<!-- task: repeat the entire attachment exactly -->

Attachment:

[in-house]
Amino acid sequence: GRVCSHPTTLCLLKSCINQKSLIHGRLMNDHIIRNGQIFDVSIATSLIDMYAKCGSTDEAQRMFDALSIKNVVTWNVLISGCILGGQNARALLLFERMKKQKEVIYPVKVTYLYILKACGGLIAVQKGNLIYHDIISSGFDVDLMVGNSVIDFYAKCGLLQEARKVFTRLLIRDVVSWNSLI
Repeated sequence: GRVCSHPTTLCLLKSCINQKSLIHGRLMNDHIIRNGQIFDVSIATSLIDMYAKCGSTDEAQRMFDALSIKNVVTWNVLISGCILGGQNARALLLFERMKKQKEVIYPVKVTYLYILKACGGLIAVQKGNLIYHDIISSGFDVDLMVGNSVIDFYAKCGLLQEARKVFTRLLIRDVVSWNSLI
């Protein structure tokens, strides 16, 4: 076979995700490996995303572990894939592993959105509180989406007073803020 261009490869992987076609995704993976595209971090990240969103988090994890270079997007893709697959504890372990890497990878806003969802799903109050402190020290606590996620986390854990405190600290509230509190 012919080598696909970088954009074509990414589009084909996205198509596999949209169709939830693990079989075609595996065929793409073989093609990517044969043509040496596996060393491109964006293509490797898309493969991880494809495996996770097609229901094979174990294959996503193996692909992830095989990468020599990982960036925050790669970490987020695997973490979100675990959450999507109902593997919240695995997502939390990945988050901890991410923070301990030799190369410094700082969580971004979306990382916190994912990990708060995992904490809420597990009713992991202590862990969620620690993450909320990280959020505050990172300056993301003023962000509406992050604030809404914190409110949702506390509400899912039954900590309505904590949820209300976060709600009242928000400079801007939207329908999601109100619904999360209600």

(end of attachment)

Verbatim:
[in-house]
Amino acid sequence: GRVCSHPTTLCLLKSCINQKSLIHGRLMNDHIIRNGQIFDVSIATSLIDMYAKCGSTDEAQRMFDALSIKNVVTWNVLISGCILGGQNARALLLFERMKKQKEVIYPVKVTYLYILKACGGLIAVQKGNLIYHDIISSGFDVDLMVGNSVIDFYAKCGLLQEARKVFTRLLIRDVVSWNSLI
Repeated sequence: GRVCSHPTTLCLLKSCINQKSLIHGRLMNDHIIRNGQIFDVSIATSLIDMYAKCGSTDEAQRMFDALSIKNVVTWNVLISGCILGGQNARALLLFERMKKQKEVIYPVKVTYLYILKACGGLIAVQKGNLIYHDIISSGFDVDLMVGNSVIDFYAKCGLLQEARKVFTRLLIRDVVSWNSLI
């Protein structure tokens, strides 16, 4: 076979995700490996995303572990894939592993959105509180989406007073803020 261009490869992987076609995704993976595209971090990240969103988090994890270079997007893709697959504890372990890497990878806003969802799903109050402190020290606590996620986390854990405190600290509230509190 012919080598696909970088954009074509990414589009084909996205198509596999949209169709939830693990079989075609595996065929793409073989093609990517044969043509040496596996060393491109964006293509490797898309493969991880494809495996996770097609229901094979174990294959996503193996692909992830095989990468020599990982960036925050790669970490987020695997973490979100675990959450999507109902593997919240695995997502939390990945988050901890991410923070301990030799190369410094700082969580971004979306990382916190994912990990708060995992904490809420597990009713992991202590862990969620620690993450909320990280959020505050990172300056993301003023962000509406992050604030809404914190409110949702506390509400899912039954900590309505904590949820209300976060709600009242928000400079801007939207329908999601109100619904999360209600």